Mr. Granger: Justice Kennedy, I believe that is the appropriate way to look at this case, because when Williams grappled with this issue a long time ago we were dealing with situations in which you had, I guess, less Federal criminal legislation than you have now.
But even back then we had the murder statute, and more importantly, the case was directed at the conduct that was being prosecuted, and the prosecution of a murder, whether it be a person under the age of 12, as in Louisiana first degree murder, or a person over the age of 12, it is the murder, that is the act and the conduct that we have to look at.
And the issue then becomes, if Congress has chosen to prosecute that particular type of conduct in a certain way, then it would be impermissible to allow the assimilation of a State statute which may define it differently, or may prosecute it differently, or may have different elements of the crime to merely come in to change this Federal statute.
Congress, if it so chooses, can change the statute.
It can change it--
Unknown Speaker: But why is it the murder that's... what if they had a homicide statute and say, a third... or a manslaughter provision with negligent driving of a vehicle, or a few other examples, but none that omitted what is the counterpart to first degree murder, would you say that had dealt with the subject of killing the victim?
Mr. Granger: --Yes, Justice Stevens, because clearly if you look at the murder statutes any other murder than those which are enumerated is going to be murder in the second degree.
Now, of course, in Federal court, or in the Federal Criminal Code we do have voluntary and involuntary manslaughter statutes, but I think that's what Congress is saying, is that we're specific--
Unknown Speaker: But I want to be sure... I'm not sure I understand.
Mr. Granger: --Yes.
Unknown Speaker: Supposing the Federal statute merely went so far as most, say, second degree manslaughter, the very least severe penalty, that's all it covered, would the deliberate killing be covered by the Federal statute or by the State statute?
Mr. Granger: If I understand your hypothetical correctly, Justice Stevens, if there were no premeditate or malice aforethought element--
Unknown Speaker: In the Federal statute, yes.
Mr. Granger: --then certainly that would be a different type of crime.
Unknown Speaker: So there you would then look to the State law.
Mr. Granger: I think you would have to in that particular instance, because what we're discussing is--
Unknown Speaker: But then why don't you look to State law if it's not more serious because of deliberateness versus negligence, but rather because the State has chosen to give special protection to youthful victims?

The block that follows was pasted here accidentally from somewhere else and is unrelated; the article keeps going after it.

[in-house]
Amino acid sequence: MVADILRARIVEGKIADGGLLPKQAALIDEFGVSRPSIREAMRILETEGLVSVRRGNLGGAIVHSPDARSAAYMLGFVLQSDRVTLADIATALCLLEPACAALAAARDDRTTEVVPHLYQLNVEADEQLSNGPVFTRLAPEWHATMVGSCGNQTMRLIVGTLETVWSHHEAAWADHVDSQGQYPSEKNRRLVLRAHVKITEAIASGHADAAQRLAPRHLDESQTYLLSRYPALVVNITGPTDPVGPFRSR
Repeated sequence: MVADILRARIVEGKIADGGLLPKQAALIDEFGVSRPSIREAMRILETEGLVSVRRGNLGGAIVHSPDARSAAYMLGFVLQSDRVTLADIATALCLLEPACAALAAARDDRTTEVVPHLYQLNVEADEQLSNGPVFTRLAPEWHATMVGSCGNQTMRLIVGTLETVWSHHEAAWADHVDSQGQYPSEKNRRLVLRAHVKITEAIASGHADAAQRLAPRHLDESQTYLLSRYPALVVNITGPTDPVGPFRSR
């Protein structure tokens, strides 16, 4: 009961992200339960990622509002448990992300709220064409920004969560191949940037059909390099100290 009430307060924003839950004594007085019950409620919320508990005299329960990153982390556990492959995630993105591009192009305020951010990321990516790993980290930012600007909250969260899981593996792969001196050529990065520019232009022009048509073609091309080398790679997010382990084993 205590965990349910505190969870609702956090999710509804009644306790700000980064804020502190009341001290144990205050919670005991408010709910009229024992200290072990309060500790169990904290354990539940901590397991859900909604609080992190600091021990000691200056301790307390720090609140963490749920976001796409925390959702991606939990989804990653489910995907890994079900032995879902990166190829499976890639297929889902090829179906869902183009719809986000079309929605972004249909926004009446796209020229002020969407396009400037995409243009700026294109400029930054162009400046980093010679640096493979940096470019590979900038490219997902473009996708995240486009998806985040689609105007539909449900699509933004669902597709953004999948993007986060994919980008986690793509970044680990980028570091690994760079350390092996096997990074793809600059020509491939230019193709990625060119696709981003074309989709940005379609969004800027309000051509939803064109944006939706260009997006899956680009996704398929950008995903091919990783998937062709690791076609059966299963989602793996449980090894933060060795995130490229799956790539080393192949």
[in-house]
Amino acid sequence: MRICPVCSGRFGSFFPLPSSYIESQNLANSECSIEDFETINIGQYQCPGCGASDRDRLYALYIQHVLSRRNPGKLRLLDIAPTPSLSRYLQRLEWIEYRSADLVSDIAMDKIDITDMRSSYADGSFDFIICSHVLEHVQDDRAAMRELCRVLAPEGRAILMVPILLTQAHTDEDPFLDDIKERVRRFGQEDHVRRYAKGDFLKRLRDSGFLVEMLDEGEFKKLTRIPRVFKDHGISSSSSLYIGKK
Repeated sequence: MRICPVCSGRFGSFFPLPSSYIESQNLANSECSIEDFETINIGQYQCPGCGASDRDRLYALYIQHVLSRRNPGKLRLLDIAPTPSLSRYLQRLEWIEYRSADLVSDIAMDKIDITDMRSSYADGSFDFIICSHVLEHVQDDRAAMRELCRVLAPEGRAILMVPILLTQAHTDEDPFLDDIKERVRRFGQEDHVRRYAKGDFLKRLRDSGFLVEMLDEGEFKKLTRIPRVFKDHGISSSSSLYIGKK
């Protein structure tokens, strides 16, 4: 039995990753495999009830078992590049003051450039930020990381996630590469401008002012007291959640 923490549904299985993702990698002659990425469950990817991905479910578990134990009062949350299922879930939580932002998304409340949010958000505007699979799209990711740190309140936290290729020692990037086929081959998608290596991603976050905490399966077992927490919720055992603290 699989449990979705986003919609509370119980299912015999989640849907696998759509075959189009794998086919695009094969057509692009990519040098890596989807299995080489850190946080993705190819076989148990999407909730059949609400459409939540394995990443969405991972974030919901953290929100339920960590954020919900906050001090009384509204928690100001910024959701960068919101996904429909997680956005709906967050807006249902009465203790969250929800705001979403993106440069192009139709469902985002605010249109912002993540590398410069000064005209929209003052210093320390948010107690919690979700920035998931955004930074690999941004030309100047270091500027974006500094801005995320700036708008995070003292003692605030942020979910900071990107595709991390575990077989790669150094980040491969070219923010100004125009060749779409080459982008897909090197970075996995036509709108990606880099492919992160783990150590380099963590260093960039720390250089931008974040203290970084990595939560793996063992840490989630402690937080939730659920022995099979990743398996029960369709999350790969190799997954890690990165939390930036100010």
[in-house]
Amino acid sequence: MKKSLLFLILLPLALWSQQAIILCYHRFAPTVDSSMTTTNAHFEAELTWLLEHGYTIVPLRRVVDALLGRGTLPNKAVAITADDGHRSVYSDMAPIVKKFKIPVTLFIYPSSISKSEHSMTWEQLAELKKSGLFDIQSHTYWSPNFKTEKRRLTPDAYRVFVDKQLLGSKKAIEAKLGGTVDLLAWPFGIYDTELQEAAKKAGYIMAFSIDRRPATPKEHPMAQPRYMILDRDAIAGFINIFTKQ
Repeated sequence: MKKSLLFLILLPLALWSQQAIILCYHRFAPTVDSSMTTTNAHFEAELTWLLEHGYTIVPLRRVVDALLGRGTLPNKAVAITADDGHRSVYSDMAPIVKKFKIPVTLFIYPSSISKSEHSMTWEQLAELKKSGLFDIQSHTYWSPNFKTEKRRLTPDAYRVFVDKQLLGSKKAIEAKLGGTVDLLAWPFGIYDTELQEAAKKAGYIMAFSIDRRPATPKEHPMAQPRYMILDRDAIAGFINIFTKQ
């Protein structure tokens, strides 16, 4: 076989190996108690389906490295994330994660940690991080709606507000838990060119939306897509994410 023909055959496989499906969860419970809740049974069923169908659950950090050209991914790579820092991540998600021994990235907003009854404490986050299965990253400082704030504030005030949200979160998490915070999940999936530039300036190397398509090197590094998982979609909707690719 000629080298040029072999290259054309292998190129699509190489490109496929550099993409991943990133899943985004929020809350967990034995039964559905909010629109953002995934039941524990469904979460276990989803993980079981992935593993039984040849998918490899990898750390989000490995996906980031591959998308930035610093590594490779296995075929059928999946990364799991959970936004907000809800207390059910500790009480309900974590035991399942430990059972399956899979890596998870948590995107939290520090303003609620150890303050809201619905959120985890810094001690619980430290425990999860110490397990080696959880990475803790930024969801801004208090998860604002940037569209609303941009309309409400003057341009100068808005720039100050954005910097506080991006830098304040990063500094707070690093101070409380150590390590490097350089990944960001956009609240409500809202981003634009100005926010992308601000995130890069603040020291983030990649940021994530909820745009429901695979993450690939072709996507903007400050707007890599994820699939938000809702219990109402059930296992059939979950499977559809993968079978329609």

Mr. Granger: --I think that--
Unknown Speaker: I don't quite understand the logic of your position.
Mr. Granger: --And maybe I understand the error of my ways.
Unknown Speaker: Yes.
Mr. Granger: I think, Justice Stevens, what I would look at is that, depending, I guess, if we do have crimes that may be crimes under Federal law that are not crimes under State law, and clearly we have crimes under State law which are not crimes under Federal law, whether these apply or don't apply is based on whether they occur on Federal property or not, so if Congress said that we're not going to have any of these murders and we're not going to allow these murders to be prosecuted, then I guess you could not prosecute that person for that type of murder.
Unknown Speaker: Well, they just... they haven't said it can't be.
I mean, they just have omitted a particular category.
Mr. Granger: --They've just omitted it, but then, I guess, then the prosecution would be for the lowest element of murder under Federal law, which would be included within, say, the higher type of murder that you're describing, which is with premeditation, or--
Unknown Speaker: Mr. Granger, now, you say... one of the questions you present is not just whether your client was prosecuted under the proper statute, but if the petitioner was not properly prosecuted under the Assimilative Crimes Act, whether or not the sentence was proper.
Now, supposing that we should agree with you on your argument under the Assimilated Crimes Act, as the Fifth Circuit did, the Fifth Circuit said nonetheless your client should... the conviction would be upheld because it was equally a violation of the Federal act.
Now, what's your position on that before this Court?
Mr. Granger: --Well, Mr. Chief Justice, I'd raised another issue in cert which was, of course, denied, so in that particular respect the second degree murder conviction found by the Fifth Circuit would also be affirmed.
However, the sentence that was imposed, or at least allowed to stand by the Fifth Circuit, would need to be vacated and the matter remanded.
Unknown Speaker: So you're not asking for a new trial, then.